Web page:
The CCI held that there was no need to show absolute dependence or simultaneity of the transactions and the mere fact that the second transaction could possibly have taken place independently of the first did not mean that they were not interconnected. In relation to non-disclosure, the CCI found there was no specific mention of the second transaction.

This is the first time that the CCI has used Section 43A and Section 44 of the Competition Act together. The order highlights the need for parties notifying a transaction to identify past, current and future transactions that might be inter-connected with the proposed transaction and to ensure that there is full specific disclosure, including of any potential intent in the future.


Recently, the CCI in reviewing large/high profile transactions is, in line with the practice adopted by the EU and the US regulators, increasingly requesting copies of all documents (including board agendas, studies and internal analysis, pricing studies or any research data) related to the transaction, which were considered by the board of directors and/or the senior management of the company. As seen above, the CCI placed immense reliance on the internal documents of the parties in order to penalise CPPIB for failure to notify and to make full and complete disclosure. Further, recently, the CCI in Adani Port decision, reviewed the internal documents and investor presentation while assessing the information received from the parties and approving the proposed transaction.10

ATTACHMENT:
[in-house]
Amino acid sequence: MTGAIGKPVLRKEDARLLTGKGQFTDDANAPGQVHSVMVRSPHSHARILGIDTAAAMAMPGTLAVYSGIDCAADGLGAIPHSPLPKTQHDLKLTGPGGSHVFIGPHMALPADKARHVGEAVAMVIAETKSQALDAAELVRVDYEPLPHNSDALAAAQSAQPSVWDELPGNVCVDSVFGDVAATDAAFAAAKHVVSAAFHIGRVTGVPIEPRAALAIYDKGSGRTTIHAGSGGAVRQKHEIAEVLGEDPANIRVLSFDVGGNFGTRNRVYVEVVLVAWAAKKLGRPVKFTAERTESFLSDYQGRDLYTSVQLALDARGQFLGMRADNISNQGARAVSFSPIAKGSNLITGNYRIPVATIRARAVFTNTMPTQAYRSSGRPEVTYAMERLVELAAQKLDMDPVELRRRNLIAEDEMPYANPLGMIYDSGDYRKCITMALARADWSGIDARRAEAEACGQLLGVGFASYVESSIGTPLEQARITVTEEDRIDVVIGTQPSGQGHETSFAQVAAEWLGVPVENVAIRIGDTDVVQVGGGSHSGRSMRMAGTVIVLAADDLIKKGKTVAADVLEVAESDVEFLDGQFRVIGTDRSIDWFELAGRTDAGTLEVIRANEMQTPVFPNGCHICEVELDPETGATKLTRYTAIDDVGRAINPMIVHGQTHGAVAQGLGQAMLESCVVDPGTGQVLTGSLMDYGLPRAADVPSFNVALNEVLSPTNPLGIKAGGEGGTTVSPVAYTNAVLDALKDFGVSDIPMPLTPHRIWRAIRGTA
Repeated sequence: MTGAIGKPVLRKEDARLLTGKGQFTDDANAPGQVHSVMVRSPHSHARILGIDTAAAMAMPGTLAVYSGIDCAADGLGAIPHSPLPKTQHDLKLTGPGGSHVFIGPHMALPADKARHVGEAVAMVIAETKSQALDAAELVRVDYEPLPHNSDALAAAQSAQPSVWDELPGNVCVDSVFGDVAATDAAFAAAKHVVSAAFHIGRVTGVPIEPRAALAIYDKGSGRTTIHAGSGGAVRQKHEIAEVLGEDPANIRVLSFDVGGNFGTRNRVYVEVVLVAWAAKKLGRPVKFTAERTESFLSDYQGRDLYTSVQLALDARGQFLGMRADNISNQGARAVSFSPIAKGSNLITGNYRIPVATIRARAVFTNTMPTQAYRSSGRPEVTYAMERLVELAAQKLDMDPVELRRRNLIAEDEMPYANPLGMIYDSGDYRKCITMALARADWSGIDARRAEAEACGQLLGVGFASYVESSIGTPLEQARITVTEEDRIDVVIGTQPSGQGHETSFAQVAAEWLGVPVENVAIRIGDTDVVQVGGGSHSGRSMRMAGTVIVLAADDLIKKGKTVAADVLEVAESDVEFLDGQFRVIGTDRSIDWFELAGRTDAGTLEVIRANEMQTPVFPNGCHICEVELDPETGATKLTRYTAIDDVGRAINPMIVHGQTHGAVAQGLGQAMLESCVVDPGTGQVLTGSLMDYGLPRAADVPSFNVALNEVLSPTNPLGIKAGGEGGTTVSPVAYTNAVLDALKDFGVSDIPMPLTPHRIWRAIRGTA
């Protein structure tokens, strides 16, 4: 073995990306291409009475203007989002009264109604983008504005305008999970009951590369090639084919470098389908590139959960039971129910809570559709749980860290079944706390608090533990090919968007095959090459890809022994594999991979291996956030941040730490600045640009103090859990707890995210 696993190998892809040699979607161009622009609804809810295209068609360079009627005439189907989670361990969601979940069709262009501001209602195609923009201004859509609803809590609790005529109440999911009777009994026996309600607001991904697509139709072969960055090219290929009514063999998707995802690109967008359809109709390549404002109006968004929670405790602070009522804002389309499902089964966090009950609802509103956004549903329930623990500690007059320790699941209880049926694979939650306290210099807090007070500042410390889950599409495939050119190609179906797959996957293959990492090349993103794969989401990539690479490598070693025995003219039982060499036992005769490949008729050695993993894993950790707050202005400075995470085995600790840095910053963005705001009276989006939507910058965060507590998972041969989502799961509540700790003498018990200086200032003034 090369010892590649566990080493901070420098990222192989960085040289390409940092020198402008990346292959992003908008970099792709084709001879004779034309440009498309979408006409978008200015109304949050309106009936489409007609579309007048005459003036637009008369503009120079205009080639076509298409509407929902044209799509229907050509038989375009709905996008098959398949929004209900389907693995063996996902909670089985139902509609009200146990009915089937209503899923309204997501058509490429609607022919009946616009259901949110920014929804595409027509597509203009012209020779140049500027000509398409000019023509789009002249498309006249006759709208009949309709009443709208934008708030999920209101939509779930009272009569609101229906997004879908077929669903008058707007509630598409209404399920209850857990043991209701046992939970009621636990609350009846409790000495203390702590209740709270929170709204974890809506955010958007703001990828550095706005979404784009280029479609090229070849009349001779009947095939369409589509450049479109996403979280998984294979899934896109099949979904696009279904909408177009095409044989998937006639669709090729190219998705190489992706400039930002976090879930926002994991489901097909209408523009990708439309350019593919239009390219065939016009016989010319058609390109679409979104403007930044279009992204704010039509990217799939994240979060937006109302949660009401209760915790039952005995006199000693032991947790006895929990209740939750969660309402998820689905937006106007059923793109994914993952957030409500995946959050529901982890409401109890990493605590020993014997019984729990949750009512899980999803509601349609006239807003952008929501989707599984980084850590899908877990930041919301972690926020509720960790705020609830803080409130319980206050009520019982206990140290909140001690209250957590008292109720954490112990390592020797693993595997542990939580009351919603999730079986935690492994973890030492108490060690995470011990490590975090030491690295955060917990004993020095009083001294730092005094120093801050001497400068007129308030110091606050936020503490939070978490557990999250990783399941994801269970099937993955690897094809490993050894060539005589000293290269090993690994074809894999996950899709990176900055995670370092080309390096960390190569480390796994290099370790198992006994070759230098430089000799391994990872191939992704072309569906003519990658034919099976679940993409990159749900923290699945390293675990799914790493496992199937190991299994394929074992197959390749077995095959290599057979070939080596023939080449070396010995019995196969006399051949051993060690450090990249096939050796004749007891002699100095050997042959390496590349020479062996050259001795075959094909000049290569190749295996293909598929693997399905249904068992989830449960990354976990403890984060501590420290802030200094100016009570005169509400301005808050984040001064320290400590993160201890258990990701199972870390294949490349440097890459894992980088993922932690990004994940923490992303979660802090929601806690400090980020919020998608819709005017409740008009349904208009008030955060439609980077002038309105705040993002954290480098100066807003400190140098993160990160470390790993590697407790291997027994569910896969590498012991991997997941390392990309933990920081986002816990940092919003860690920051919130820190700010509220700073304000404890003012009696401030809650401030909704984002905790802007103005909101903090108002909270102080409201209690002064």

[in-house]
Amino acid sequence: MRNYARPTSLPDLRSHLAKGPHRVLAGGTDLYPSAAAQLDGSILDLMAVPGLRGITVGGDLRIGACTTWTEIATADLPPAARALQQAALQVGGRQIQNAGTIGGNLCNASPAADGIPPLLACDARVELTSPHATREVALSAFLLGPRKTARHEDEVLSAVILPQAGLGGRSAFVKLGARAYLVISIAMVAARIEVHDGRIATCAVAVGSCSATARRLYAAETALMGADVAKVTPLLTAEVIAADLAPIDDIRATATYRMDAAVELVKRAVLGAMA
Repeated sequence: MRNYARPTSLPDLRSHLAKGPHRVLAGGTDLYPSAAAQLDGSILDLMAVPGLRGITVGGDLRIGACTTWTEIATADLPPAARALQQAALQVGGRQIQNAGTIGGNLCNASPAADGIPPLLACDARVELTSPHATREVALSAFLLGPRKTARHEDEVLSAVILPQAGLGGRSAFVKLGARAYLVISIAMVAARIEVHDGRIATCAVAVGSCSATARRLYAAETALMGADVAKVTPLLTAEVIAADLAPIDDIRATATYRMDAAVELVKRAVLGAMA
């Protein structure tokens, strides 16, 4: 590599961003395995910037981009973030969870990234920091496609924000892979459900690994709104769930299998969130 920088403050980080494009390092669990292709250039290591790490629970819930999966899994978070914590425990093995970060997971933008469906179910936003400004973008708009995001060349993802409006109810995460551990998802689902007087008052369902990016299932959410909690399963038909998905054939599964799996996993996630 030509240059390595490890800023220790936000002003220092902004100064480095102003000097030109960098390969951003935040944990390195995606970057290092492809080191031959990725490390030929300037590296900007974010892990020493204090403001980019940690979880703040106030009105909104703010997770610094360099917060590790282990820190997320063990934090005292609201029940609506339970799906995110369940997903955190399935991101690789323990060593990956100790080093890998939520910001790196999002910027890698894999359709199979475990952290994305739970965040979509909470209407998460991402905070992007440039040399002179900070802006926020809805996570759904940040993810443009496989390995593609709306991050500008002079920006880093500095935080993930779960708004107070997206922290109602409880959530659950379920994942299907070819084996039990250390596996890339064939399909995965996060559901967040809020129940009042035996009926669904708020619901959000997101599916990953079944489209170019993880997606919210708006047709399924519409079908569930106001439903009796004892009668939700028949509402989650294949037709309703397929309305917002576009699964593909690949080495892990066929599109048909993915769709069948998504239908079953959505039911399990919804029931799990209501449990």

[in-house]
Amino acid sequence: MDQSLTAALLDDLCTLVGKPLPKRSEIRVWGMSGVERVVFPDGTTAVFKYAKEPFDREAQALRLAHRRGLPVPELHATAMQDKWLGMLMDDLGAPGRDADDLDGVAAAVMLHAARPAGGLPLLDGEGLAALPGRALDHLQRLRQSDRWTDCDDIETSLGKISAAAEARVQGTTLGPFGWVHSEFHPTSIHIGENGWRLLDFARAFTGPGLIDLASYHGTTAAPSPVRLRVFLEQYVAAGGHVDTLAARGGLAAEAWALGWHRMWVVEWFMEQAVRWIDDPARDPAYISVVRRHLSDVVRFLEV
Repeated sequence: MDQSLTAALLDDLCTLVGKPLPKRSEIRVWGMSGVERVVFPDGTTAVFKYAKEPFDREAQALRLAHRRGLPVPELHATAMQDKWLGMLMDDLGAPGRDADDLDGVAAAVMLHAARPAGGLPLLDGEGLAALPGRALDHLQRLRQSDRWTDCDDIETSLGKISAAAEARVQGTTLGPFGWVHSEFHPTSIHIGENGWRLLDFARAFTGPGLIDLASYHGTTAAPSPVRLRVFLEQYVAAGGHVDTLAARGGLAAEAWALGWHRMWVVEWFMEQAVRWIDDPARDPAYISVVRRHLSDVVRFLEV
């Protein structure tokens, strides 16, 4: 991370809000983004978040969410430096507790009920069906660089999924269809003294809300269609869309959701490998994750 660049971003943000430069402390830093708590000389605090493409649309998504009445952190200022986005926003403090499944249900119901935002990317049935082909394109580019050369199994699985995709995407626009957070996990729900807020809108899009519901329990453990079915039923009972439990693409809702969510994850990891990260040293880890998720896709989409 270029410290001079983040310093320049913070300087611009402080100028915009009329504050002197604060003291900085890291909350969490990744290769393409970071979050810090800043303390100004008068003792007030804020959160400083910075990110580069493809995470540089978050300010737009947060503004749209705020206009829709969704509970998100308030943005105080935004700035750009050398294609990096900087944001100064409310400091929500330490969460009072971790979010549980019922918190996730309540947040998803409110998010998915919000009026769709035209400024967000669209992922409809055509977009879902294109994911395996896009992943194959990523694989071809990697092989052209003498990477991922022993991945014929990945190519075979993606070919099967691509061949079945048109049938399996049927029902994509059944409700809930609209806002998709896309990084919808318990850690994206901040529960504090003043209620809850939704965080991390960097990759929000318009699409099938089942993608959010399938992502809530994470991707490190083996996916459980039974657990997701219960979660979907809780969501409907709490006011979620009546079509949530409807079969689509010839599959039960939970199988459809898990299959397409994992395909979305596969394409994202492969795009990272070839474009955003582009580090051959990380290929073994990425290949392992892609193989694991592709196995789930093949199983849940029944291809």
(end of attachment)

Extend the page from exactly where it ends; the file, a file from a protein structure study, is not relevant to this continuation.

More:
All such documents, presentations, internal analyses, etc. should be drafted in a conscious manner to ensure that nothing contained in those documents could potentially be used against the parties during the merger review process as well as for future deals.


Earlier this year the CCI proposed to amend the Combination Regulations by removing the requirement to identify and justify any non-compete restrictions amongst the parties in the notification form.11 In December, the CCI amended the Combination Regulations to this effect.12 Subsequently, on 31 December 2020, the CCI also withdrew their guidance note on non-compete restrictions.13